Tesla earns $9 bn from carmakers failing to sell enough EVs

Tesla earns $9 bn from carmakers failing to sell enough EVs

Automotive News Europe — 2024-02-11

Automotive Industry

Tesla continues to cash in on other carmakers needing help to meet emissions standards, keeping up a lucrative business the company thought would fade away.

The Elon Musk-led manufacturer generated $1.79 bn in regulatory credit revenue last year, an annual filing showed last week. That brought the cumulative total Tesla has raked in since 2009 to almost $9 bn.

Selling regulatory credits is a tidy business for Tesla. It earns them by making and selling electric vehicles, then sells the credits to manufacturers whose new-vehicle fleets exceed emissions limits set by various authorities, including in China, the European Union and state of California.

Tesla bears little to no incremental cost earning the credits, so the sales are virtually pure profit.

Three and a half years ago, Tesla’s chief financial officer said he expected the revenue to gradually dissipate.

“We don’t manage the business with the assumption that regulatory credits will contribute in a significant way to the future,” then-CFO Zachary Kirkhorn said during a July 2020 earnings call. “It will continue for some period of time, but eventually this stream of regulatory credits will reduce.”

Tesla made $1.58 bn selling regulatory credits that year. While the company generated about 7% less credit revenue in 2021, it’s brought in more than $1.7 bn each of the last two years.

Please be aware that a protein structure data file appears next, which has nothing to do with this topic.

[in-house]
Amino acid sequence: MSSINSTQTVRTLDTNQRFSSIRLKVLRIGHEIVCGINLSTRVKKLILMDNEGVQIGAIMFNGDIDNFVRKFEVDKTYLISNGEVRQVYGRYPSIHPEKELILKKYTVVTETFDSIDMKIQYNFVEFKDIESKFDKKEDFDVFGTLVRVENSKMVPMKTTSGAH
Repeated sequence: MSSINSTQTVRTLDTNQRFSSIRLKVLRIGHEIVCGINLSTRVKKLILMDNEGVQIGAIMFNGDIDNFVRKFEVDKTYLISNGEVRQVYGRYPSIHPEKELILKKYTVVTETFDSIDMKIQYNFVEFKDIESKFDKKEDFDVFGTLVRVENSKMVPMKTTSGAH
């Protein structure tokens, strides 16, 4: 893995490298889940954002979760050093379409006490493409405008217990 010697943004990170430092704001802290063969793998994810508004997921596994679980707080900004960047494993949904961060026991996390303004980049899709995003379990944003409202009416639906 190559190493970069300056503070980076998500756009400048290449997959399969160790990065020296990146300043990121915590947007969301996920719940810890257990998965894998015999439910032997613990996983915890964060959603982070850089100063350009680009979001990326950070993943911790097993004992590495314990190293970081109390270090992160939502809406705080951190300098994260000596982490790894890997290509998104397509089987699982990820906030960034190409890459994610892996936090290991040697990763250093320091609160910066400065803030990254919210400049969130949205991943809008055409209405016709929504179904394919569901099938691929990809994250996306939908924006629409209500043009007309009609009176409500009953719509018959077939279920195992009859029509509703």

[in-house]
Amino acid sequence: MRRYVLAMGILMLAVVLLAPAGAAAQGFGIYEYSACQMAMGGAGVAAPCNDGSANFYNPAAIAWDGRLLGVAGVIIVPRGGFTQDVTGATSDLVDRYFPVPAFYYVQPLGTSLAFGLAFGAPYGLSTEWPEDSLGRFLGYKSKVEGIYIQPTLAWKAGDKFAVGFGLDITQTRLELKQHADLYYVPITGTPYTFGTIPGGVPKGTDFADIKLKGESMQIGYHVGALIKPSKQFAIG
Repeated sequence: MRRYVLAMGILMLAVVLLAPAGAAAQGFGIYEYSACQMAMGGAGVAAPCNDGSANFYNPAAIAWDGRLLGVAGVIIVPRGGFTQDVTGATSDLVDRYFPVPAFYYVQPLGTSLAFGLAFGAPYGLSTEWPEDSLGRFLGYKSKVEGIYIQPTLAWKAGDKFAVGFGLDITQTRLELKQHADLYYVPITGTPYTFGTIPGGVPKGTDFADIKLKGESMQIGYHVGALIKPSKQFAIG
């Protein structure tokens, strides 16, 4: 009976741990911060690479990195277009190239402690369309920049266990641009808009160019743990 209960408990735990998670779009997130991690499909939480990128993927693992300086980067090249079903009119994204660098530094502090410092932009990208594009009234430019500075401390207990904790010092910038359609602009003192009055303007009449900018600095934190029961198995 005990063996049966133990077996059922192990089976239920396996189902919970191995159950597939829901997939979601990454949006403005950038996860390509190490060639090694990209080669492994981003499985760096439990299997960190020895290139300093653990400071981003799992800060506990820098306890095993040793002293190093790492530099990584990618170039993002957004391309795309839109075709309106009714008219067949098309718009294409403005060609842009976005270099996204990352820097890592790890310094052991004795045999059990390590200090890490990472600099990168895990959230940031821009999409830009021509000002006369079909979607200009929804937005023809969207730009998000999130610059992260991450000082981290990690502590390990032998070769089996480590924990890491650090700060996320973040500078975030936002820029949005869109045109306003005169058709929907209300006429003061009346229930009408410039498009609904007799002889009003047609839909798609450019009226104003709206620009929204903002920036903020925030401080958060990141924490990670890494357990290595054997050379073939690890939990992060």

It’s no secret that auto executives rue that they have to kick money Tesla’s way for this purpose.

“It really makes them mad that Tesla got so much of a boost out of being the only purely electric-car manufacturer out there,” Mary Nichols, the former chair of the California Air Resources Board, told Bloomberg News in 2017. “In effect, they helped to finance this upstart company which now has all the glamor.”

While more EV makers have emerged since then, Tesla’s regulatory-credit business may still have room to run.

Automakers including Volkswagen and General Motors have fallen short of their EV goals and delayed or canceled electric-vehicle manufacturing investments. VW and GM both have needed help meeting emissions standards in recent years, as has Honda and Jaguar Land Rover.

Meanwhile, emissions rules aren’t getting any easier. Europe has set stricter car-emissions targets starting next year and from 2030 onward, while the UK adopted a zero-emission vehicle mandate beginning this year.